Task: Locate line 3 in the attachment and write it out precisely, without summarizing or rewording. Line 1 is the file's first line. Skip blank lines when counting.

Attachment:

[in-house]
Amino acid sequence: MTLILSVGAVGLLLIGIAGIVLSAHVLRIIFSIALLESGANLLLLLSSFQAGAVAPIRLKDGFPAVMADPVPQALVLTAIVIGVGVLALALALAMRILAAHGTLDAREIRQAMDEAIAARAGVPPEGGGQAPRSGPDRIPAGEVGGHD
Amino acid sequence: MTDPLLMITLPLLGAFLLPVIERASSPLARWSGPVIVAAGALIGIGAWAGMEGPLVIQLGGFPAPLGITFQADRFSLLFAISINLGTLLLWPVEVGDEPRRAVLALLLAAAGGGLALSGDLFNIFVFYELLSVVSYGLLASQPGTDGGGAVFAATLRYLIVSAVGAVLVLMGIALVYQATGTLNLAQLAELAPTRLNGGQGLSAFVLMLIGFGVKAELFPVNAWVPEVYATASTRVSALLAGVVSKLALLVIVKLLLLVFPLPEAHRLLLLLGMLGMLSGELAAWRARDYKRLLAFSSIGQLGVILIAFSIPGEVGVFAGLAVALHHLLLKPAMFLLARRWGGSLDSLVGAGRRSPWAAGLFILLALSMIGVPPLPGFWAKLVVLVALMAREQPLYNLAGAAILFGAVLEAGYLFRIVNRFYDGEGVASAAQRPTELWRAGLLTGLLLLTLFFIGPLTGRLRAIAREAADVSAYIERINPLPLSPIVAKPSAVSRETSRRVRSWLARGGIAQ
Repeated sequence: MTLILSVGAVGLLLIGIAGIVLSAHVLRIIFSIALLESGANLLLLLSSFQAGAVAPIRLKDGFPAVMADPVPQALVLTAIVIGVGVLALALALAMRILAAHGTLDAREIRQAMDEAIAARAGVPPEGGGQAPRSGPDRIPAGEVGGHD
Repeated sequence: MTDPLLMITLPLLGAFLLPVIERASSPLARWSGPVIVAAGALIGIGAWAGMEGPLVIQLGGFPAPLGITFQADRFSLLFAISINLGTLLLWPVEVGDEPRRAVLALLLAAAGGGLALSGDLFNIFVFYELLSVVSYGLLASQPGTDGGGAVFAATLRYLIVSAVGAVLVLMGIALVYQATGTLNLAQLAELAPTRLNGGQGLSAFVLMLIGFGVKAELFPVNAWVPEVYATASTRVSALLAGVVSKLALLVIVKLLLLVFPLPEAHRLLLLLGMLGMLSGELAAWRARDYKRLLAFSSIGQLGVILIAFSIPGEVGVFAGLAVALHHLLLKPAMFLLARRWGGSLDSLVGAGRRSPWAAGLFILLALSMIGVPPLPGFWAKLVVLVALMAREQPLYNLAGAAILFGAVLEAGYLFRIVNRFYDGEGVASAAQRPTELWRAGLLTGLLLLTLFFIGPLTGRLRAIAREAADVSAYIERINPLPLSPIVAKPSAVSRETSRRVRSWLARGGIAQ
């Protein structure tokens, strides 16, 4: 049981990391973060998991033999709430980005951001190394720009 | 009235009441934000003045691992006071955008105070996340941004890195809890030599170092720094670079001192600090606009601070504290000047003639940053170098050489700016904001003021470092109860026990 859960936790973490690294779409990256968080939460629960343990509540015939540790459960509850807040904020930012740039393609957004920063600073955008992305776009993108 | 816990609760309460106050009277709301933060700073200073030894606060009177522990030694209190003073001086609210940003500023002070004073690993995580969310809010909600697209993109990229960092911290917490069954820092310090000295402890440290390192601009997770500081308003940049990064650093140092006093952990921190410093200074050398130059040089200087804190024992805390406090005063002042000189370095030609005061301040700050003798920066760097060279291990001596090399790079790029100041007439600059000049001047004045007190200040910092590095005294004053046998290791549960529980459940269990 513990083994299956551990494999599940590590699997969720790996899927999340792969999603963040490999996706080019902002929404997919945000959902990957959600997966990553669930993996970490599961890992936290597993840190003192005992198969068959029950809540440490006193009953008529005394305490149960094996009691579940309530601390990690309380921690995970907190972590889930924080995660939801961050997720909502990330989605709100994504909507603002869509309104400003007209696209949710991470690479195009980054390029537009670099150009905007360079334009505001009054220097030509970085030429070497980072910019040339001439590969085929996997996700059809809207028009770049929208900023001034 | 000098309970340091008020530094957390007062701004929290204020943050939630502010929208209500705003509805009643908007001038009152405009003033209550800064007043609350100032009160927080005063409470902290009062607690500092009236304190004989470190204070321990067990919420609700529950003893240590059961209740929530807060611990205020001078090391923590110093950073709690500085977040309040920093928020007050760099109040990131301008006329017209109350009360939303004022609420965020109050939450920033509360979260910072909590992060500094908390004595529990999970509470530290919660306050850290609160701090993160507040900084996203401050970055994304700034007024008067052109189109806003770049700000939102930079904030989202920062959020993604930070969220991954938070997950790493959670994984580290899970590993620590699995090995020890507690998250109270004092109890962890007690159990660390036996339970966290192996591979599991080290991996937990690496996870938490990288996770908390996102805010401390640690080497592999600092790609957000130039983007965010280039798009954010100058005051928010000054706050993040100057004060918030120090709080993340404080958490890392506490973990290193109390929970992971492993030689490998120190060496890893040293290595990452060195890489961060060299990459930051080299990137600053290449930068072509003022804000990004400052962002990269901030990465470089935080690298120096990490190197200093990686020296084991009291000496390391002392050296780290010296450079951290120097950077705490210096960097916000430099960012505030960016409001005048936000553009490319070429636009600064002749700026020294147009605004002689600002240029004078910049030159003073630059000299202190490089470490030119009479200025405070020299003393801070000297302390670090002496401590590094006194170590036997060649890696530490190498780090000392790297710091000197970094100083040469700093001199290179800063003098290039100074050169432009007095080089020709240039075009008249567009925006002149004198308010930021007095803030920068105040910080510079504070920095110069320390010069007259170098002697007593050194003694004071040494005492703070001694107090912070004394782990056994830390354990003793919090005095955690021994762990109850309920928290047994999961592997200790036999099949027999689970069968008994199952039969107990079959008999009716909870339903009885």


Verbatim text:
Amino acid sequence: MTDPLLMITLPLLGAFLLPVIERASSPLARWSGPVIVAAGALIGIGAWAGMEGPLVIQLGGFPAPLGITFQADRFSLLFAISINLGTLLLWPVEVGDEPRRAVLALLLAAAGGGLALSGDLFNIFVFYELLSVVSYGLLASQPGTDGGGAVFAATLRYLIVSAVGAVLVLMGIALVYQATGTLNLAQLAELAPTRLNGGQGLSAFVLMLIGFGVKAELFPVNAWVPEVYATASTRVSALLAGVVSKLALLVIVKLLLLVFPLPEAHRLLLLLGMLGMLSGELAAWRARDYKRLLAFSSIGQLGVILIAFSIPGEVGVFAGLAVALHHLLLKPAMFLLARRWGGSLDSLVGAGRRSPWAAGLFILLALSMIGVPPLPGFWAKLVVLVALMAREQPLYNLAGAAILFGAVLEAGYLFRIVNRFYDGEGVASAAQRPTELWRAGLLTGLLLLTLFFIGPLTGRLRAIAREAADVSAYIERINPLPLSPIVAKPSAVSRETSRRVRSWLARGGIAQ